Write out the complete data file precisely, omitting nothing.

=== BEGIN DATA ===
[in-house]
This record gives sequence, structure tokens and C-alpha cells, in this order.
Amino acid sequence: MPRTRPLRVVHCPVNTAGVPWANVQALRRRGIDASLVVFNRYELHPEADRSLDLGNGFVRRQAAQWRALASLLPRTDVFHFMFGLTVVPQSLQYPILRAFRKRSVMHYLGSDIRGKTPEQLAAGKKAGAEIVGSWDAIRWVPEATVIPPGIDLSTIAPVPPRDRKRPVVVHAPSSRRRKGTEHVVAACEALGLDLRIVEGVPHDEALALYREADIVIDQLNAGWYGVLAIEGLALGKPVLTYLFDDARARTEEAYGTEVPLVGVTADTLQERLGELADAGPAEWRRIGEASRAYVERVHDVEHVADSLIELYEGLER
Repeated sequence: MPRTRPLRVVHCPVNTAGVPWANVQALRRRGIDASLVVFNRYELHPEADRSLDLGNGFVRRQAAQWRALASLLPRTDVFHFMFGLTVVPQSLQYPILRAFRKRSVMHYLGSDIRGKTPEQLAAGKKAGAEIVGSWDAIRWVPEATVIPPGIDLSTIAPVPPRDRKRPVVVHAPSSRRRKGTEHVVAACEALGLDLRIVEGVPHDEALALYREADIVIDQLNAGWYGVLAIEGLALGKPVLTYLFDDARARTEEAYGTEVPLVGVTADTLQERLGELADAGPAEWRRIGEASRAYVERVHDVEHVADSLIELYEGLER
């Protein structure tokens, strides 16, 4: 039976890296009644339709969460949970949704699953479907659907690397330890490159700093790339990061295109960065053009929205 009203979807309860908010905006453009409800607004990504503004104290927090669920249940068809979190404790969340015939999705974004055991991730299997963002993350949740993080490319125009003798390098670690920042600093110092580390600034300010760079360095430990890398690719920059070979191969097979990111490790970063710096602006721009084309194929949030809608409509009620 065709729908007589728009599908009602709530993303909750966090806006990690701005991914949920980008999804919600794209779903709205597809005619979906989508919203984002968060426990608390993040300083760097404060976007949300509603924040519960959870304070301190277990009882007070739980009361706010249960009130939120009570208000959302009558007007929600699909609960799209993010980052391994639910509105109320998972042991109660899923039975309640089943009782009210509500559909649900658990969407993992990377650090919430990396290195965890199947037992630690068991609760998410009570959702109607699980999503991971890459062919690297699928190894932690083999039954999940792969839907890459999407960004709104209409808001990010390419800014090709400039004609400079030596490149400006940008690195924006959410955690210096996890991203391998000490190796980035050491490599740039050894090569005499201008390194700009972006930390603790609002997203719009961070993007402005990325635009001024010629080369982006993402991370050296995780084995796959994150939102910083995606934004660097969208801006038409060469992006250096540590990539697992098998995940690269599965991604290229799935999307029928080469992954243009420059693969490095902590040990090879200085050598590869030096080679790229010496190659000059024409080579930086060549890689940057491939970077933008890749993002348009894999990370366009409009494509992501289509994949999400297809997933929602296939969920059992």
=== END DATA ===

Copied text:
[in-house]
This record gives sequence, structure tokens and C-alpha cells, in this order.
Amino acid sequence: MPRTRPLRVVHCPVNTAGVPWANVQALRRRGIDASLVVFNRYELHPEADRSLDLGNGFVRRQAAQWRALASLLPRTDVFHFMFGLTVVPQSLQYPILRAFRKRSVMHYLGSDIRGKTPEQLAAGKKAGAEIVGSWDAIRWVPEATVIPPGIDLSTIAPVPPRDRKRPVVVHAPSSRRRKGTEHVVAACEALGLDLRIVEGVPHDEALALYREADIVIDQLNAGWYGVLAIEGLALGKPVLTYLFDDARARTEEAYGTEVPLVGVTADTLQERLGELADAGPAEWRRIGEASRAYVERVHDVEHVADSLIELYEGLER
Repeated sequence: MPRTRPLRVVHCPVNTAGVPWANVQALRRRGIDASLVVFNRYELHPEADRSLDLGNGFVRRQAAQWRALASLLPRTDVFHFMFGLTVVPQSLQYPILRAFRKRSVMHYLGSDIRGKTPEQLAAGKKAGAEIVGSWDAIRWVPEATVIPPGIDLSTIAPVPPRDRKRPVVVHAPSSRRRKGTEHVVAACEALGLDLRIVEGVPHDEALALYREADIVIDQLNAGWYGVLAIEGLALGKPVLTYLFDDARARTEEAYGTEVPLVGVTADTLQERLGELADAGPAEWRRIGEASRAYVERVHDVEHVADSLIELYEGLER
């Protein structure tokens, strides 16, 4: 039976890296009644339709969460949970949704699953479907659907690397330890490159700093790339990061295109960065053009929205 009203979807309860908010905006453009409800607004990504503004104290927090669920249940068809979190404790969340015939999705974004055991991730299997963002993350949740993080490319125009003798390098670690920042600093110092580390600034300010760079360095430990890398690719920059070979191969097979990111490790970063710096602006721009084309194929949030809608409509009620 065709729908007589728009599908009602709530993303909750966090806006990690701005991914949920980008999804919600794209779903709205597809005619979906989508919203984002968060426990608390993040300083760097404060976007949300509603924040519960959870304070301190277990009882007070739980009361706010249960009130939120009570208000959302009558007007929600699909609960799209993010980052391994639910509105109320998972042991109660899923039975309640089943009782009210509500559909649900658990969407993992990377650090919430990396290195965890199947037992630690068991609760998410009570959702109607699980999503991971890459062919690297699928190894932690083999039954999940792969839907890459999407960004709104209409808001990010390419800014090709400039004609400079030596490149400006940008690195924006959410955690210096996890991203391998000490190796980035050491490599740039050894090569005499201008390194700009972006930390603790609002997203719009961070993007402005990325635009001024010629080369982006993402991370050296995780084995796959994150939102910083995606934004660097969208801006038409060469992006250096540590990539697992098998995940690269599965991604290229799935999307029928080469992954243009420059693969490095902590040990090879200085050598590869030096080679790229010496190659000059024409080579930086060549890689940057491939970077933008890749993002348009894999990370366009409009494509992501289509994949999400297809997933929602296939969920059992």